The Health and Safety Executive (HSE) and Thames Valley Police who are conducting a joint investigations into the deaths of four workers who died in the Didcot power station collapse have said they are considering pursuing charges of corporate manslaughter.

In February 2016, part of the boiler house at Didcot power station collapsed during demolition work, causing the tragic deaths of Kenneth Cresswell, Michael Collings, Christopher Huxtable and John Shaw.

On 31 January, a pre-inquest hearing held at Oxford Coroner’s Court heard that charges of corporate manslaughter, gross negligence manslaughter and health and safety offences were being considered.

Lead investigating officer, Detective chief inspector Craig Kirby, said: “As the investigation has progressed, a number of significant witnesses have been identified and interviewed. A number of individuals and companies suspected of committing offences have been identified and voluntarily interviewed under caution.”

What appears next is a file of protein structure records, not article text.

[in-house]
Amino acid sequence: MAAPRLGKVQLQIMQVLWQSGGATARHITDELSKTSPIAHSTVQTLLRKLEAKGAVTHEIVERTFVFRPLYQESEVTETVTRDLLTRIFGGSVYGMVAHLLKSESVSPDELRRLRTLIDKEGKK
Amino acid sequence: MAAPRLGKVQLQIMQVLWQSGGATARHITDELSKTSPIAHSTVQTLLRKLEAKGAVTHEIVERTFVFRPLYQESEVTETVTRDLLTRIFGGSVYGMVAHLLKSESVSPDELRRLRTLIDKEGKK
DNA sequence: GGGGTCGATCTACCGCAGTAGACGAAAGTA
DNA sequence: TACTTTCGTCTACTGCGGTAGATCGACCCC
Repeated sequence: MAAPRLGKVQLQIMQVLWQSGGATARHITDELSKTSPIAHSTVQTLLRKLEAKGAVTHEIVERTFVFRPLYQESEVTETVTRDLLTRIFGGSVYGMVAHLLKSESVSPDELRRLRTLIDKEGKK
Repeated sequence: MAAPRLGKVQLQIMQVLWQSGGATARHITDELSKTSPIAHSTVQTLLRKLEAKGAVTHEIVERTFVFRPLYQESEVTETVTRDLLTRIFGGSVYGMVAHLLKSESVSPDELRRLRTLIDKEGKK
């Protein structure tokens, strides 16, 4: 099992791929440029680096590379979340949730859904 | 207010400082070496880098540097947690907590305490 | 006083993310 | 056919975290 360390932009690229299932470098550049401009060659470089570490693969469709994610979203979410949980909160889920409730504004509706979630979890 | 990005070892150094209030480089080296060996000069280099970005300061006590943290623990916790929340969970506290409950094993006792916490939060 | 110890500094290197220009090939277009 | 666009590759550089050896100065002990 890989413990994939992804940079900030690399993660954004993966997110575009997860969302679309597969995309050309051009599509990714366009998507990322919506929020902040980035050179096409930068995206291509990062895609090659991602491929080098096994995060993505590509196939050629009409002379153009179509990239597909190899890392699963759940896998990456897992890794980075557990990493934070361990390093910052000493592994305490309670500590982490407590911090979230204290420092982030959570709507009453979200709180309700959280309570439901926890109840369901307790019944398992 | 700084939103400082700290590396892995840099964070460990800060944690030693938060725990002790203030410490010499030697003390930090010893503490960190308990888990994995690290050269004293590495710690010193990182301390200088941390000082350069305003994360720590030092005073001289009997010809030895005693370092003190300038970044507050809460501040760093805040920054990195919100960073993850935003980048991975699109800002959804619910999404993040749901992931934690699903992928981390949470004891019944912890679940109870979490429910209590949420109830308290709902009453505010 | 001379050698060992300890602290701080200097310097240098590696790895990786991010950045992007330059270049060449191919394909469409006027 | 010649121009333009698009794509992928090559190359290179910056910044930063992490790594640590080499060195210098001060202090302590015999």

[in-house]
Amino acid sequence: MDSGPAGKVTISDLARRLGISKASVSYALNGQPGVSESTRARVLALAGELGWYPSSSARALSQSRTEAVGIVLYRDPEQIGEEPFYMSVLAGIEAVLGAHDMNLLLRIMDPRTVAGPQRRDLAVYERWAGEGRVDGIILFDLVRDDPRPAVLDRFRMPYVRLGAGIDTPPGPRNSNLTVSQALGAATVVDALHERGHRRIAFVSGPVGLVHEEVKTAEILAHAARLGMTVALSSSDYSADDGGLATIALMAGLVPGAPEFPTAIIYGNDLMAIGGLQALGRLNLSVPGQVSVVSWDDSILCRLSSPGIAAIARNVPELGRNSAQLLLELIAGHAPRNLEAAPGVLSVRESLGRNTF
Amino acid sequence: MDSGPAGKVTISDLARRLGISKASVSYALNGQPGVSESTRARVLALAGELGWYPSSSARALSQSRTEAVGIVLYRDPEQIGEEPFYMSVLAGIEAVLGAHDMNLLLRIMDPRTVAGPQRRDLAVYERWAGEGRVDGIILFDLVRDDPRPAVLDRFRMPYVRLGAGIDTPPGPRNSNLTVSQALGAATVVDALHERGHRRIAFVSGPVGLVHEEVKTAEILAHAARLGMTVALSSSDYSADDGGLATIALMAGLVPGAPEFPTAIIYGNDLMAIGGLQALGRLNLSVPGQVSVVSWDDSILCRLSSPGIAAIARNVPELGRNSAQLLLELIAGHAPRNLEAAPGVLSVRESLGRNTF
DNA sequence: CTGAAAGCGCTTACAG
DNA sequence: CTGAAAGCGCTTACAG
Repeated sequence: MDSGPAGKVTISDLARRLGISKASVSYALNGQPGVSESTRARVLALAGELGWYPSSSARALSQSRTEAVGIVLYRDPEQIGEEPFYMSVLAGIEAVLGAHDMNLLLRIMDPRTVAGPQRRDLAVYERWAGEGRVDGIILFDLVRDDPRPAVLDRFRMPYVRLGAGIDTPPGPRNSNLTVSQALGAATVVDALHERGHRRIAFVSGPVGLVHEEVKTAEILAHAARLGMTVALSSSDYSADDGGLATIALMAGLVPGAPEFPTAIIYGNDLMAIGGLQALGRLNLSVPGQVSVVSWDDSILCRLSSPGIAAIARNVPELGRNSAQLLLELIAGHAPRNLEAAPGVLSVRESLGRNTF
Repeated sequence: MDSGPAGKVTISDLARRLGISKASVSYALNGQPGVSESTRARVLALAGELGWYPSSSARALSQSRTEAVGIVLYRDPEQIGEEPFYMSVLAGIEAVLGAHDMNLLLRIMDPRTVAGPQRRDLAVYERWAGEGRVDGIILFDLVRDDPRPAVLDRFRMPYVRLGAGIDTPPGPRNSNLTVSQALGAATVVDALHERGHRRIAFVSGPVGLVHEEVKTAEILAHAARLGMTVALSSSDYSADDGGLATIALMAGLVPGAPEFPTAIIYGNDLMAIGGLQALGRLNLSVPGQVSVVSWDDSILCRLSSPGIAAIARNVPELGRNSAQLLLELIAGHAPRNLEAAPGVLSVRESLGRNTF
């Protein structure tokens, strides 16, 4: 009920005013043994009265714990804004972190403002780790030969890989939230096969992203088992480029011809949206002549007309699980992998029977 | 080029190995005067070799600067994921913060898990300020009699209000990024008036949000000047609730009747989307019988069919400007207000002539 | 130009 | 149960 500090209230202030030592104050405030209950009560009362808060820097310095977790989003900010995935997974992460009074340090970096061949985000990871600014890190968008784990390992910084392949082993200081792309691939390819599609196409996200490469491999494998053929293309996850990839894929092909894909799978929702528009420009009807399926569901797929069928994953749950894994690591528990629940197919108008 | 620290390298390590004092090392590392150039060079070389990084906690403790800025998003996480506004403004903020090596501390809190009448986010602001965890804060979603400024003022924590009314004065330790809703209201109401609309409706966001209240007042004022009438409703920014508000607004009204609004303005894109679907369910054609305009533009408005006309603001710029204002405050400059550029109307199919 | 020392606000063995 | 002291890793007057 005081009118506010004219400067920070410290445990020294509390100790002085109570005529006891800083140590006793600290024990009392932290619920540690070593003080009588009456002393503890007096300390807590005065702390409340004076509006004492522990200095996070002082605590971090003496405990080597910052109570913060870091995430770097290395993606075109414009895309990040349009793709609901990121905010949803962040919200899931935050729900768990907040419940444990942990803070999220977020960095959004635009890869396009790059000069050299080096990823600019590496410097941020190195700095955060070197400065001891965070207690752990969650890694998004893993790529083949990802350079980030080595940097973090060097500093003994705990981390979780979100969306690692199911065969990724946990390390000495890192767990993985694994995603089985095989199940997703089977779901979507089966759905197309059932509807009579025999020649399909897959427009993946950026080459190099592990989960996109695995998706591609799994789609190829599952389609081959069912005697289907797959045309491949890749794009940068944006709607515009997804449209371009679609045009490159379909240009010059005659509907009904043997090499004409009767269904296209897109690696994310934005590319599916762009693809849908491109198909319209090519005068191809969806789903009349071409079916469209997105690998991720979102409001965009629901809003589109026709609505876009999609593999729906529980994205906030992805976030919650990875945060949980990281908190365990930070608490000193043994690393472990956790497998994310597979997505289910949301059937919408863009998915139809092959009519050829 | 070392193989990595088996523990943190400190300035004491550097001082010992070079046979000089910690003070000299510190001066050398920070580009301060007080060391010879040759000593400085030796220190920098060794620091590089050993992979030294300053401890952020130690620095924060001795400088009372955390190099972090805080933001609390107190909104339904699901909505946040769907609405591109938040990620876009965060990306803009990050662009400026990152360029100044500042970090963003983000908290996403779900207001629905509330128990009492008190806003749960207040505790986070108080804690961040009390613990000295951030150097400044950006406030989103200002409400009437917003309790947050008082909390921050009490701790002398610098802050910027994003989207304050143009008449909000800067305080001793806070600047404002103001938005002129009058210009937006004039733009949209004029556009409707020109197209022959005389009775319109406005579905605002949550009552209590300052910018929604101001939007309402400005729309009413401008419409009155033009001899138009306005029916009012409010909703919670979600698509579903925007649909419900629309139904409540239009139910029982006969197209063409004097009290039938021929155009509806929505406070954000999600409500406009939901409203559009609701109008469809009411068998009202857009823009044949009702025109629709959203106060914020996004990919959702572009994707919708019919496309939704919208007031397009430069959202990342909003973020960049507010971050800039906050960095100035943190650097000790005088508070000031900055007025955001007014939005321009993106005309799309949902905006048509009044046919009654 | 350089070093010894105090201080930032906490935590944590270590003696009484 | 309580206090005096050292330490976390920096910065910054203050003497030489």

Although Detective chief inspector Kirby did not know how long the investigation would take he confirmed that an initial file was submitted to the CPS in December 2017. He added: “Clearance of boilers one and two has been completed, and independent contractors continue to clear boilers three and four. This work is expected to be completed by spring 2018. Thames Valley Police and the HSE remain committed to carrying out a thorough investigation to ascertain if any criminal or health and safety related offences have taken place.”

The company who were responsible for the decommissioning of Didcot when the incident occurred, Coleman and Company, have said they have launched their own investigation into what happened and would be writing to the HSE and police investigating the collapse to share their preliminary findings.

Director of the company, James Howard, said: “We commissioned our own investigations which, in our view, clearly show why and how units one and two of the boiler house collapsed. We believe the findings highlight industry-wide practices that need to be challenged and reviewed.”